Of the big three synth makers, Korg seems to be the most fond of taking chances and delivering exotic products that surprise and delight. Their Kaoss Pad and Kaossilator virtually created a new category of realtime effects for DJs and producers, while their Nano series showed that tiny MIDI controllers could be serious musical tools. When they announced a true analog synth that fits in your pocket, with a real MS-20 filter that accepts external signals, for well under $100, we just about fainted.
The first thing that grabbed us about the Monotron is how freakin’ tiny it is—not much bigger than a large smartphone. Instead of keys, there’s a ribbon with an 18-note keyboard printed on it. Think “21st century Stylophone” and you’ve got the idea. Playing the keyboard with your fingers is possible, but since the entire surface is a ribbon, this can be a trifle awkward for the thicker-fingered. The best bet for accuracy is to use a stylus (got an old Palm Pilot or Treo handy?), which isn’t included with the Monotron.
The bottom line here is obviously the sound, and the Monotron does not disappoint. Its voice architecture is simplicity itself: a sawtooth oscillator, a resonant lowpass filter, and a straight-up gate VCA envelope. An LFO can be routed to either pitch or filter cutoff. Interestingly, the LFO wave is a sawtooth, not a standard-issue triangle or sine, which leads to some cool results that help define the Monotron’s sonic character. For example, when applied to pitch, the LFO delivers vintage Steve Miller swoops that will have you reaching for your dad’s vinyl collection. On the other hand, when applied to filter cutoff, especially with a dollop of juicy resonance, the results veer into Roland TB-303 territory. This should keep electronica fans happy for days. That alone would be cool enough, but the LFO rate also extends well into the audio frequency range, allowing for FM insanity that you’d never expect from a package this size.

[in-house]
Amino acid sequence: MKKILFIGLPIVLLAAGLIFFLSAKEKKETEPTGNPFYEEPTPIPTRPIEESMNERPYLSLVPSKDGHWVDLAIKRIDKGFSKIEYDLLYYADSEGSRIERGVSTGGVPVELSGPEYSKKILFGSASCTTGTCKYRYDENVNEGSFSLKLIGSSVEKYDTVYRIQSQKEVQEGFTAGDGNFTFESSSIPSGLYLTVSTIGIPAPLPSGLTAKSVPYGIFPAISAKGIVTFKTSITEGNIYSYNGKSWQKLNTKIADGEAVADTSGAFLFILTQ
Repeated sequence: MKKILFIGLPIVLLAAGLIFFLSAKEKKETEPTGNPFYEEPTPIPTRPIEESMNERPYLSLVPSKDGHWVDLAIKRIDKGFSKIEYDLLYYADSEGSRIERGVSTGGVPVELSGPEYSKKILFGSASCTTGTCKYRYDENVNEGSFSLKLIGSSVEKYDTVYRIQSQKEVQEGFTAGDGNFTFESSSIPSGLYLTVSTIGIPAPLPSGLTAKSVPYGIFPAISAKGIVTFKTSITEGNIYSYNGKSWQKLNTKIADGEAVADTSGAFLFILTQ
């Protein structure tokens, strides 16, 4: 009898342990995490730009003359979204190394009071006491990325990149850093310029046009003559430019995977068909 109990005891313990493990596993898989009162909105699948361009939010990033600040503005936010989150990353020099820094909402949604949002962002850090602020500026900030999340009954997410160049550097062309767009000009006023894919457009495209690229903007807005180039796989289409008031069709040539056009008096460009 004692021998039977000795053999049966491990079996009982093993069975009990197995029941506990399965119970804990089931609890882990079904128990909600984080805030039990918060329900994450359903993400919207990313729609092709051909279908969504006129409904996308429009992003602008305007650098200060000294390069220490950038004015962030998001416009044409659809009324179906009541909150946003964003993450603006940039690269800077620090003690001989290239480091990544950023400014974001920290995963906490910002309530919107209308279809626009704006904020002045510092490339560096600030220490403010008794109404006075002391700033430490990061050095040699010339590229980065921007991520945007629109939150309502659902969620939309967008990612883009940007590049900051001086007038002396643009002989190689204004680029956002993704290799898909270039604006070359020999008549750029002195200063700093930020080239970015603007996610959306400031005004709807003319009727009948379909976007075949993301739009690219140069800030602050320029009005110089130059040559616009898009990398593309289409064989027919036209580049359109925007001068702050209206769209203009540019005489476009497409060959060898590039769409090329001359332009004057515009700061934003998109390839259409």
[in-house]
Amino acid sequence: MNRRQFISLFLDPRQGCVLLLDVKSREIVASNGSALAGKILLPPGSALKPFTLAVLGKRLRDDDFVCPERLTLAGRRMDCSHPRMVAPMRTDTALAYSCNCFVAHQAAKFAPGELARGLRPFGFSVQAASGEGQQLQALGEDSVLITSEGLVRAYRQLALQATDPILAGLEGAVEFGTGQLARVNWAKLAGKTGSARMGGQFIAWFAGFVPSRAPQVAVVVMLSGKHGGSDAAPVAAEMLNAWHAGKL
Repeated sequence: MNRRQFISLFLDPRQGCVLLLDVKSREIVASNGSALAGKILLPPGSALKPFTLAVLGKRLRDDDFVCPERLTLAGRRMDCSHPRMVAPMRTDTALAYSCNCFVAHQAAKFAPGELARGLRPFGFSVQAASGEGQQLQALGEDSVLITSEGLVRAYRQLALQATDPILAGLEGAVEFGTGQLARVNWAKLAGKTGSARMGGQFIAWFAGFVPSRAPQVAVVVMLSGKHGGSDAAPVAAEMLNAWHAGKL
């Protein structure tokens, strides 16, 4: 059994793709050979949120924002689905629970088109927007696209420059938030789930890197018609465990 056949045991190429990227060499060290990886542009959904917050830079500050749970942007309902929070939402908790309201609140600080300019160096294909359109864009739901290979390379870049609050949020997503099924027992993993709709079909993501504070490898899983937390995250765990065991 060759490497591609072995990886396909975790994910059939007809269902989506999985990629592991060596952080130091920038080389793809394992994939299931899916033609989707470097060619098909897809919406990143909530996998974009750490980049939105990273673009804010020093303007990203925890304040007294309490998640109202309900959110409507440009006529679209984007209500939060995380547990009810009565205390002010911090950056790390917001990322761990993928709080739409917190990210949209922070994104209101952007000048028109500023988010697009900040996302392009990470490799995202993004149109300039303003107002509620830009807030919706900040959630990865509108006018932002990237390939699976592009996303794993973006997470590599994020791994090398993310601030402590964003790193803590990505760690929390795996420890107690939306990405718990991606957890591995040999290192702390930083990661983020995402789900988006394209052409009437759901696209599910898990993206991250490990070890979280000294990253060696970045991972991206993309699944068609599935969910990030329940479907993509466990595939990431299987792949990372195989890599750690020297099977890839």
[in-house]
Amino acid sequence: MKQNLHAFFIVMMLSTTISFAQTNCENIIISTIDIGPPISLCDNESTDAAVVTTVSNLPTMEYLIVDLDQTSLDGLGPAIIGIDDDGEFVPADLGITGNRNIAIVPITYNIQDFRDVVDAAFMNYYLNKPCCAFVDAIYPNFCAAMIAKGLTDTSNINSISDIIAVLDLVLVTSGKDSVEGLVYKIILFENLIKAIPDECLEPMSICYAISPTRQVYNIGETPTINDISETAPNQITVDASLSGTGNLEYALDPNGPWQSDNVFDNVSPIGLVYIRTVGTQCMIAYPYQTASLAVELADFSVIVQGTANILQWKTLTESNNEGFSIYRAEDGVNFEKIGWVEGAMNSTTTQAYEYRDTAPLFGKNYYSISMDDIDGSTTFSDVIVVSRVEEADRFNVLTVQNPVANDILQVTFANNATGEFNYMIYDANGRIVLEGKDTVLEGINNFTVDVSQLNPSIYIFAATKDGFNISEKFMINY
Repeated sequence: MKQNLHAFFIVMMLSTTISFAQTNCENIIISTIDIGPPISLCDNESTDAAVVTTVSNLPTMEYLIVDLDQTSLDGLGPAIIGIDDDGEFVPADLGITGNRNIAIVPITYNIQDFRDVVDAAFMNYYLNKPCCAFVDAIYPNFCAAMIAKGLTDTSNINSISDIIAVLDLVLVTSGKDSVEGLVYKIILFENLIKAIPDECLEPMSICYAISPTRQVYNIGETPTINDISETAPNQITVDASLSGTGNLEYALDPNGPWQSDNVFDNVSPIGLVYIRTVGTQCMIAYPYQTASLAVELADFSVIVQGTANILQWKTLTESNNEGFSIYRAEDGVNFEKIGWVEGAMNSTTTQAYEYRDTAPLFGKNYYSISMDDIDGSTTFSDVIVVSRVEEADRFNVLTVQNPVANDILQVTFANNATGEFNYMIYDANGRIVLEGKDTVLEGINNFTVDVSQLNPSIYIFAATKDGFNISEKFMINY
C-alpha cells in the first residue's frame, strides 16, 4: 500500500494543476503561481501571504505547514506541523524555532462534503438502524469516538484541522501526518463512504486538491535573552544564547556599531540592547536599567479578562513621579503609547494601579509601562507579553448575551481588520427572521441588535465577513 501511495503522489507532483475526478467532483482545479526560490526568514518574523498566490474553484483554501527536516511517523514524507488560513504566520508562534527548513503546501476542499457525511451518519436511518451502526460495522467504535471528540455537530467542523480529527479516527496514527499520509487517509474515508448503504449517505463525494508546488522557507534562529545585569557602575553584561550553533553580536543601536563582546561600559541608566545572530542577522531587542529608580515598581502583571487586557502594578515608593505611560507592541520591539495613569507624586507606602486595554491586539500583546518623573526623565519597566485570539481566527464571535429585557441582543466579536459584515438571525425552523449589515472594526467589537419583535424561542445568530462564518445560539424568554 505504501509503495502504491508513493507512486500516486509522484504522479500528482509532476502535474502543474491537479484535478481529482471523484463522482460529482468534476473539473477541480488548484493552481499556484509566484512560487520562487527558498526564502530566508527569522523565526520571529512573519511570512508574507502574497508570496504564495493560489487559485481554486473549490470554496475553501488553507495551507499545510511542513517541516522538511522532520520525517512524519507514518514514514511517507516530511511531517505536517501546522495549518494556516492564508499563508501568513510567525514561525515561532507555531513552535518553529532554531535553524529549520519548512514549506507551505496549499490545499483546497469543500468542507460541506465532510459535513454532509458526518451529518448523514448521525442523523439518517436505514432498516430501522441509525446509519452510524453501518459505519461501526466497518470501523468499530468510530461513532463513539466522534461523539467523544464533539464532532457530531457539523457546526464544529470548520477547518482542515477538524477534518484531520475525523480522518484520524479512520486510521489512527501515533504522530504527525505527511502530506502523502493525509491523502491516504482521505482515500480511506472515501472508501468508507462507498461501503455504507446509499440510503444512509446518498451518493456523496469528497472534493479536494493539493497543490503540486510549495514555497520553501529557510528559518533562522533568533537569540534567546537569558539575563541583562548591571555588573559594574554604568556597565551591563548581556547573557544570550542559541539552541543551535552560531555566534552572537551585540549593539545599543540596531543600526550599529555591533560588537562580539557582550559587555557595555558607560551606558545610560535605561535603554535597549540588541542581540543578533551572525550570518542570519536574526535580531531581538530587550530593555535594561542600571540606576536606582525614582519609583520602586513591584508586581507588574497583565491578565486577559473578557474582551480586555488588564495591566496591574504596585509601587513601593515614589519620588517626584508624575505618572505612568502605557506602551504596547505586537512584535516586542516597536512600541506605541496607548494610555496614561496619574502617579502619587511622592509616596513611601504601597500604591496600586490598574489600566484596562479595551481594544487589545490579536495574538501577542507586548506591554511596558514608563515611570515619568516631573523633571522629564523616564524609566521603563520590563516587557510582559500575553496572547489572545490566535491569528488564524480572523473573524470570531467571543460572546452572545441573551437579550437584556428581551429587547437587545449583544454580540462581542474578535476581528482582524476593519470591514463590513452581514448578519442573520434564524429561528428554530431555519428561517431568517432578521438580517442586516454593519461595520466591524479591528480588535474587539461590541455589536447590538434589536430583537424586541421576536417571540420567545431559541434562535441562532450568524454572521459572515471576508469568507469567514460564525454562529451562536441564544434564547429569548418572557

The pitch knob has a massive range, from subsonic sawtooth clicks all the way up to cochlea-shredding highs. Throttle down the filter cutoff and lower the pitch and you can whip up wobbly tech and electro bass lines. Raise the cutoff all the way and increase the pitch to the upper octaves, and you’ve got that “crazy bees” sound that keeps Benny Benassi fans coming back for more.
Then there’s the external input jack. This is a 1/8" affair, so you may need an adapter. The fact that Korg managed to cram real analog outboard filtering into a box this size and price is nothing short of astonishing. Just to be ironic, I ran my vintage Casio VL-Tone into the Monotron and had a grand old time turning the two into my very own nano-modular coffee table synth.
Again, Korg delivers a must-have gadget with true musical usefulness— at a price that makes it the perfect stocking stuffer, not to mention a Key Buy.
PROS Analog. Same filter as vintage Korg MS-10 and MS-20 synths. Audio input for processing other instruments and semi-modular applications. Audio-range modulation of filter and oscillator.
CONS Thicker fingers may have a hard time playing the ribbon keyboard accurately.
PRICE List: $90.00
Approx. street: $60.00